Yesterday, the Russian space agency Roscosmos confirmed news from last week that they are pursuing plans to spend $2 billion cleaning up space debris. In a striking contrast to the secrecy that once cloaked space programs, the confirmation came via an announcement on Roscosmos's official Facebook page:
Russia will build a special orbital pod that would sweep up satellite debris from space around the Earth.The cleaning satellite would work on nuclear power and would be capable to work up to 15 years. Energia said in a statement that the company would complete the cleaning satellite assembly by 2020 and test the device no later than in 2023.
is the Russian space corporation that builds the nation's rockets, space station components, and more. Previous reports stated that the aim of the pod would be to intercept 600 dead satellites and push them out of orbit, allowing them to burn up in the earth's atmosphere or splash down harmlessly into the ocean. The pod will most likely have a nuclear core that powers an ion drive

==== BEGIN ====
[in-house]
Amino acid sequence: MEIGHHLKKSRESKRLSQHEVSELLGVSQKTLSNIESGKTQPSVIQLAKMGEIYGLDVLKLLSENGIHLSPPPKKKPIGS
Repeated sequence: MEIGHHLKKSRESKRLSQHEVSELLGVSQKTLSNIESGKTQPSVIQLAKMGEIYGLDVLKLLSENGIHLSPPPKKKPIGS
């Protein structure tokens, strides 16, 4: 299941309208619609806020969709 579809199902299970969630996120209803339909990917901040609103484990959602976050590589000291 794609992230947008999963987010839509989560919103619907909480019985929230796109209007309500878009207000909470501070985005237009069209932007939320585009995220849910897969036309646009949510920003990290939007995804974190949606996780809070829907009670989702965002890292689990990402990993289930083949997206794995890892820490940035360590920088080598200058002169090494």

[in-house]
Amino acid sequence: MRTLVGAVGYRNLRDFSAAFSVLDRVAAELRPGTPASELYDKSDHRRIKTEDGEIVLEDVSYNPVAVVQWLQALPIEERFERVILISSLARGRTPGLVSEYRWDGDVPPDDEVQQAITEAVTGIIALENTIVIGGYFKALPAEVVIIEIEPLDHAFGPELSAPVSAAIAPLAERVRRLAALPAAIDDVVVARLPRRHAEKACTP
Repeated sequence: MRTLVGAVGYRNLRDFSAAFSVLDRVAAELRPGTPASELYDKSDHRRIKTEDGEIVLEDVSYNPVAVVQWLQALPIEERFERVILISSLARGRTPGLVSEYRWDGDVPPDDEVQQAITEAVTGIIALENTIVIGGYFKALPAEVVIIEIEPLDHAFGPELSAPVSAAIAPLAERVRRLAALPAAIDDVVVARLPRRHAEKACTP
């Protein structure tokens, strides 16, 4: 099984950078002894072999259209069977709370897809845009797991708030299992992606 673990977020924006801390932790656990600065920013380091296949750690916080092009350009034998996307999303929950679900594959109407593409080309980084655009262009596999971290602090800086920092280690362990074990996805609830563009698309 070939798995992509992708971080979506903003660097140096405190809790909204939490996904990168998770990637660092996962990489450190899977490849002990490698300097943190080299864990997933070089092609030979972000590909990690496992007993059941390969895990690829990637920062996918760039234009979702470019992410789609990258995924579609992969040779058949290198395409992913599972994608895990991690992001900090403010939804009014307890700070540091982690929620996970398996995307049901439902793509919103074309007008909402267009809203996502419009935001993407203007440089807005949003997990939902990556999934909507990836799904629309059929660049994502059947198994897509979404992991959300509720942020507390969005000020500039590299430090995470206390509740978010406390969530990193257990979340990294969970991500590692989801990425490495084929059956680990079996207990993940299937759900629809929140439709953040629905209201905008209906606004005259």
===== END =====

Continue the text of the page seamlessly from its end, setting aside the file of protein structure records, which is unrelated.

, says Fast Company
, in which accelerated ionized gas particles would provide thrust to the pod as it makes it way from debris chuck to debris chunk. The pod would then nudge the decrepit and dangerous satellites out of their orbits, sending them spiraling towards the earth. The first burst of news last week, which came from the Chinese news agency Xinhua
in response to a report by Russian news agency Interfax, also noted the space agency's plan to build a comet interceptor, which could be powered and controlled in the same way, to protect the earth from wayward chunks of rock that might be headed in our direction.
Of course, the technology for both a debris pod and comet interceptor would also make those particular spacecraft very potent anti-satellite weapons in a hypothetical space war. But we're probably better off not thinking too much about that. [Fast Company]
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Image: Wikimedia / NASA